It’s been a while since AB took over a craft brewery but today, they struck again, taking over a Texas brewery we’d never heard of but…
Karbach sold 19,000 barrels in 2013 and 55,000 last year. We all should’ve seen this one coming.
— Zach Fowle (@FowleLanguage) November 3, 2016
Here’s a quickly hacked together map of the US states where AB-InBev has acquired breweries so far:
(Note: that’s Alaska and Hawaii tucked in underneath for tidiness as is the norm for discrete maps of the US.)
Can you see a strategy emerging? We’re not sure we can, not quite yet, but there might be a vague correlation with states where people have relatively higher incomes. If what’s driving their decisions is that, combined with a reach for geographical coverage – which would make some kind of sense – then we’d be placing bets on the next target being a fast-growing brewery in the Upper Midwest (Minnesota, North Dakota). After that… Maybe they’ll just go all in and aim for a presence in every state?
So, that’s the US (where – just a reminder – we’ve never been and only know-about through books and articles, so cut us some slack) but what about Europe? As far as we can tell their only craft beer acquisitions so far have been in the UK (Camden), Italy (Birra del Borgo) and Belgium (Bosteels, which is debatable). Here’s (very roughly bodged) how that looks:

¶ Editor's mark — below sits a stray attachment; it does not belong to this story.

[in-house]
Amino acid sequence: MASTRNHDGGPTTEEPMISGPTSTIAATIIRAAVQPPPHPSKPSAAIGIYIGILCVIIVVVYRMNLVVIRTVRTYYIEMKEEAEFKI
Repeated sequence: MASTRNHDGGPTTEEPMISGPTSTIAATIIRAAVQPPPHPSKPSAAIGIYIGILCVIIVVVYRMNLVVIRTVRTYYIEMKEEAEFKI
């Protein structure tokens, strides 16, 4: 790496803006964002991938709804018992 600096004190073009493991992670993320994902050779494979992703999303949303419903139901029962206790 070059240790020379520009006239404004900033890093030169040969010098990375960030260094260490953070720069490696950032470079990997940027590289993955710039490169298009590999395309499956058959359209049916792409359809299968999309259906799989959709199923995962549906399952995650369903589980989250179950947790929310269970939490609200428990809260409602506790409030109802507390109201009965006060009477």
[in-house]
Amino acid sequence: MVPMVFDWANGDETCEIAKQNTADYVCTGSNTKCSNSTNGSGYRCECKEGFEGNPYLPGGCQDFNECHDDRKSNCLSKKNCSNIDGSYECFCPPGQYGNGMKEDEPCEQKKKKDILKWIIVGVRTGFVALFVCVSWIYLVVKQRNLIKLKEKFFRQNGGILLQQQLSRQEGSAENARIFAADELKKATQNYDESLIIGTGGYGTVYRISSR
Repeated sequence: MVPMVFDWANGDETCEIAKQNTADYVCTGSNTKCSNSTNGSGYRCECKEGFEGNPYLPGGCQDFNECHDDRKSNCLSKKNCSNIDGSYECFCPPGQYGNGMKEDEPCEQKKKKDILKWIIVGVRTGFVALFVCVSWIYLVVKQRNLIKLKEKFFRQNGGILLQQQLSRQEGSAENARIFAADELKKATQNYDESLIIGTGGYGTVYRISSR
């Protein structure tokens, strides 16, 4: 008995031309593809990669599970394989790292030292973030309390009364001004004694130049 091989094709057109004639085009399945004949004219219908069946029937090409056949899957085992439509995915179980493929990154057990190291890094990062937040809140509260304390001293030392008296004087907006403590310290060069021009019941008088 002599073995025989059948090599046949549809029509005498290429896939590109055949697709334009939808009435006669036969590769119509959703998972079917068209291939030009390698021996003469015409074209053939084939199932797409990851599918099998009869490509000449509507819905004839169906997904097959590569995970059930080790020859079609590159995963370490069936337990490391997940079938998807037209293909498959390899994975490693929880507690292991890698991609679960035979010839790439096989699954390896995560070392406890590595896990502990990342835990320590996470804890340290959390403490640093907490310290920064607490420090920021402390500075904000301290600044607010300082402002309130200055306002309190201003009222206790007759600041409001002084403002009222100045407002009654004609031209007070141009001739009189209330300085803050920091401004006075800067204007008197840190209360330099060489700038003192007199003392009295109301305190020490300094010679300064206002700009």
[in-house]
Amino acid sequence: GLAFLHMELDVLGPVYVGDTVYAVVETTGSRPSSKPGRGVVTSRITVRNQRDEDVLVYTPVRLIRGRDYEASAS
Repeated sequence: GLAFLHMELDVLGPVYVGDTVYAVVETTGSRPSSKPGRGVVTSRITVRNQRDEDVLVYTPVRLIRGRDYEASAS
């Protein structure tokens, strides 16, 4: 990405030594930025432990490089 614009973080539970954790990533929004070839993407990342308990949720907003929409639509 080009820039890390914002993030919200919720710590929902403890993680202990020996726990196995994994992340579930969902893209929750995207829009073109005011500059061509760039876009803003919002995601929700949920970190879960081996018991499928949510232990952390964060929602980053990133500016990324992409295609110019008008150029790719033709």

In some ways, this is easier to read: these are simply the countries where you might say, in one form or another, ‘craft beer’ is a big ‘thing’ right now. So, in terms of where might be next: France just topped 1,000 breweries ahead of schedule; Germany is definitely having some kind of craft beer moment, although it’s complicated – what is the German version of Camden? Assuming some of these countries go through the same explosion the UK has, leading to a slew of brand-savvy and rapidly expanding craft breweries, here’s a guess at how it might look in two or three years time:
Add to that the purchase of indie distributors here and there (France, the UK) and the very odd acquisition of a US homebrew supply firm, what else can they be up to other than an attempt to build an entirely AB-InBev owned craft beer infrastructure?
In which case, might they not also fancy a magazine or two? A festival-conference operation such as Craft Beer Rising?
And some BrewDog style bars of their own, too? Draft House might look tasty in the UK, especially given the involvement of Luke Johnson, famous for taking over, expanding and selling off firms like Pizza Express and (beer related) Belgo.
Whatever happens the next few years are going to be interesting and, frankly, we’re interested to see the finished product.